Five Years Too Late

November 4, 2008

The Truth, or What We Want to Hear?

Filed under: Pitching, Startups, venture capital — Tags: , , — fiveyearstoolate @ 11:18 am
Eric Wiesen

Eric Wiesen

Years ago, when I was a Silicon Valley lawyer, a VC client related an amusing anecdote about being pitched by early-stage companies (I know, VC jokes are always the funniest). The observation he made was that every startup, regardless of sector, business model or average sale price has the same 5-year revenue projection: $50 million, plus or minus a few. The reason, he explained, was that if the 5-year number is much lower than $50M, the VCs won’t be interested, and if it’s much higher than $50M the VCs won’t believe the projections.

Last week, a company that didn’t follow this rule pitched RRE for their Series A round. This was a good pitch – a credible entrepreneur with deep industry experience and network, looking to take a “2.0” approach to a business where the entrepreneur had already had some success back in the 1990s with a “1.0” solution. It was all looking pretty good, and we were progressing smoothly through the presentation, checking off a lot of the boxes I’d need to see in order to start a process internally. Until we arrived at the financial projections.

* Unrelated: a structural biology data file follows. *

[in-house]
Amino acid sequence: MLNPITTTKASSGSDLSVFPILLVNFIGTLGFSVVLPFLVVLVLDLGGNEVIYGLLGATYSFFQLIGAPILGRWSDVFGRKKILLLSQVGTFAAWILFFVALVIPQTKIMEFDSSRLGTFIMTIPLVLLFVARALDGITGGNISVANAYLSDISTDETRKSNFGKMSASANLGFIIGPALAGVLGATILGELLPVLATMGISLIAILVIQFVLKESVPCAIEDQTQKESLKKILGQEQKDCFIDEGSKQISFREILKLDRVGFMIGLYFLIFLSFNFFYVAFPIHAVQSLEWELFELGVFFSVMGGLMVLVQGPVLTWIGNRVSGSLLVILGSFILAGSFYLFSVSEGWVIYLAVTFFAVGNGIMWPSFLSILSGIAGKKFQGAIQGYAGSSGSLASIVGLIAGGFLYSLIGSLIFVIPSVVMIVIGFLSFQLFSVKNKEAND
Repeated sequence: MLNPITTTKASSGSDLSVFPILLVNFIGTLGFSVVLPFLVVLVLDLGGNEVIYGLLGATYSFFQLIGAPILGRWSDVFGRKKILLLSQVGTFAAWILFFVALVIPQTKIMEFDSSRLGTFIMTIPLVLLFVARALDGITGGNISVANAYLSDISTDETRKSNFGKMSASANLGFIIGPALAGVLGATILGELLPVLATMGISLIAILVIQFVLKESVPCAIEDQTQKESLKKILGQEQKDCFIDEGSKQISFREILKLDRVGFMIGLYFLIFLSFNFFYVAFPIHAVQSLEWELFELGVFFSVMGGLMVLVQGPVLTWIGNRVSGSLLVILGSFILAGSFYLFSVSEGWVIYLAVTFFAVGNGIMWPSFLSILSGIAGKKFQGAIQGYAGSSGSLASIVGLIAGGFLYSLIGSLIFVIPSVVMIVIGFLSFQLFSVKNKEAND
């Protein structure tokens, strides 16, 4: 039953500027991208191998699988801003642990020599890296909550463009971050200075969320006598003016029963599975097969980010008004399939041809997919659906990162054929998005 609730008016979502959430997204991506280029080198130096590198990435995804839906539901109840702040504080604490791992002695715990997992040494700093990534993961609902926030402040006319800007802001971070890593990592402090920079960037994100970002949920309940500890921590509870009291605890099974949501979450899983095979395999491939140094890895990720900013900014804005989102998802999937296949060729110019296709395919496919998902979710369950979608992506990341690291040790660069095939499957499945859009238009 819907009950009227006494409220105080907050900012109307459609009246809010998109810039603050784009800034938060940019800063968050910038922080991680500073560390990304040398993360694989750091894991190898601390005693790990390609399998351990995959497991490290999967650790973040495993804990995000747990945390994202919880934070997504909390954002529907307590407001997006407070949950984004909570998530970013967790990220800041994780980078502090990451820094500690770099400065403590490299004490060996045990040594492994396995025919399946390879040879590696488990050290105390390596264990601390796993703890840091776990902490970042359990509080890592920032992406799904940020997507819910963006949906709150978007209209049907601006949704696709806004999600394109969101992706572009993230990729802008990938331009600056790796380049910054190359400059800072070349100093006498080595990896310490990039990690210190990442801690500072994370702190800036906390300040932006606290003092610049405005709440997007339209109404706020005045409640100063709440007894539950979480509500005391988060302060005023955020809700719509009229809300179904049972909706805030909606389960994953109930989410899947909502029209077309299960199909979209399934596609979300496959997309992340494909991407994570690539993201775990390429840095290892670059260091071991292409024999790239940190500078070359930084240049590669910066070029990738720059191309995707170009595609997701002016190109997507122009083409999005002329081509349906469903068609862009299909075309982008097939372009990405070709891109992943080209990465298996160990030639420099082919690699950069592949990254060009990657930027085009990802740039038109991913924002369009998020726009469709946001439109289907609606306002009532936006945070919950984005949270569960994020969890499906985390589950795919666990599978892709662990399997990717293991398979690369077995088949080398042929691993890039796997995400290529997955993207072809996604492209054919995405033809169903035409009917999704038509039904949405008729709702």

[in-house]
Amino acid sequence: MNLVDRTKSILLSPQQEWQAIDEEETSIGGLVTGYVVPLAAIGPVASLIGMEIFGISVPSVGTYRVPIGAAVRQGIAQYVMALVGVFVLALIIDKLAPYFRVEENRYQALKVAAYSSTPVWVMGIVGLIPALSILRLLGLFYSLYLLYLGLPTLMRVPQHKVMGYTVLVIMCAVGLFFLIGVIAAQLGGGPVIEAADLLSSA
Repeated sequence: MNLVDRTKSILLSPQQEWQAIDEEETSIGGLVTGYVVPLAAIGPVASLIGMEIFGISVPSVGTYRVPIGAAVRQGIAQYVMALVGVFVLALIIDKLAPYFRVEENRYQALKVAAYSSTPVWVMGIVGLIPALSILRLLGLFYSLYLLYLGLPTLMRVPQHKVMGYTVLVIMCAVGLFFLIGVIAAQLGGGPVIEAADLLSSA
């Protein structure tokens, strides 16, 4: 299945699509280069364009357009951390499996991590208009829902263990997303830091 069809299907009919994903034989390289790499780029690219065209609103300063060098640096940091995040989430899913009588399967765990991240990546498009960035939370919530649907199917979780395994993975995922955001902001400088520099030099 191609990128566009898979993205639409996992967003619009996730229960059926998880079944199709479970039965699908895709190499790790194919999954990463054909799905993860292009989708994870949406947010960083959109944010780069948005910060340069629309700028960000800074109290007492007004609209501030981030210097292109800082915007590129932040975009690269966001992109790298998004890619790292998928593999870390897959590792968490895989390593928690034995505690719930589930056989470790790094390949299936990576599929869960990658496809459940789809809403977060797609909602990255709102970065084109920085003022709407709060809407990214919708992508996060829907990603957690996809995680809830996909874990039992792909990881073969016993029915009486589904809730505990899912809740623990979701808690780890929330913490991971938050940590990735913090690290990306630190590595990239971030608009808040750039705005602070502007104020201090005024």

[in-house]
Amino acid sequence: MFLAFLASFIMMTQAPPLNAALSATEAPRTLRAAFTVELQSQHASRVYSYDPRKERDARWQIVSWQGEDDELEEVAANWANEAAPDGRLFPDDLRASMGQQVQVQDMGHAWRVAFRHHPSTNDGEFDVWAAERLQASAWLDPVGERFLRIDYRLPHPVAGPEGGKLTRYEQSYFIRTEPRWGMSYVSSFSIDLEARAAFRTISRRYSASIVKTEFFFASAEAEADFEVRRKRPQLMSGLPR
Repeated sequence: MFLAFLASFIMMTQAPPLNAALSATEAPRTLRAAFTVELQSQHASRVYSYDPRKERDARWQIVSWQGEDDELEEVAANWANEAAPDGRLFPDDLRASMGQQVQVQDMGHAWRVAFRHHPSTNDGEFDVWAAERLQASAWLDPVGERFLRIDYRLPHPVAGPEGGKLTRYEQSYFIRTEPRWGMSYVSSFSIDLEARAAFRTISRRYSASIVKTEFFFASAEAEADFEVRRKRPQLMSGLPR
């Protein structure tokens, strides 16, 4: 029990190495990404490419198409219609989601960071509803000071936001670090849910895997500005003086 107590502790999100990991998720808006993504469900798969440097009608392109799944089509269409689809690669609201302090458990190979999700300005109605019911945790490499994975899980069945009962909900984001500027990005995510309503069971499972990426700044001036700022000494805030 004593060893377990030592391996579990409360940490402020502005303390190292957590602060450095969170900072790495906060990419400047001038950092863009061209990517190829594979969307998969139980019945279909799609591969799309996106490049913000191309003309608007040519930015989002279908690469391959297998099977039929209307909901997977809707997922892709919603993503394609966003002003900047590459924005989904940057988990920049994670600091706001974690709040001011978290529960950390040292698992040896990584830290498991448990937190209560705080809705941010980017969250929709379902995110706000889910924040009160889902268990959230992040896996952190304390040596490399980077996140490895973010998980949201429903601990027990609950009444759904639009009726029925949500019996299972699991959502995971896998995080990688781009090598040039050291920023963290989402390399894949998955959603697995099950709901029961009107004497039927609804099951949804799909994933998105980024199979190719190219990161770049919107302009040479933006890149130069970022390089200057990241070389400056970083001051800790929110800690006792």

As a sidelight, the financial projections for an early-stage company are always speculative. Entrepreneurs know it and so do investors. But they help us, if nothing else, get a sense of how a given founding team thinks about the scope of an opportunity. And in this case, the financial projections showed the company quickly ramping up to about $15M and then almost totally leveling off, to the point where the 7-year projection was around $25M. And while I didn’t want to play into the stereotype above, I was professionally obligated to ask why the growth slowed dramatically in the “out years” in the model?

There are a few possible answers to this question, frankly none of them particularly encouraging.

  1. You can (and most people, facing this question, do) argue that the assumptions in your model are so overwhelmingly conservative that while your projections say a small number, you really expect a much larger one. That doesn’t do well – while we appreciate conservative projections, it should be at the margin. If you really think this is a $100M business, your number should be relatively close to that.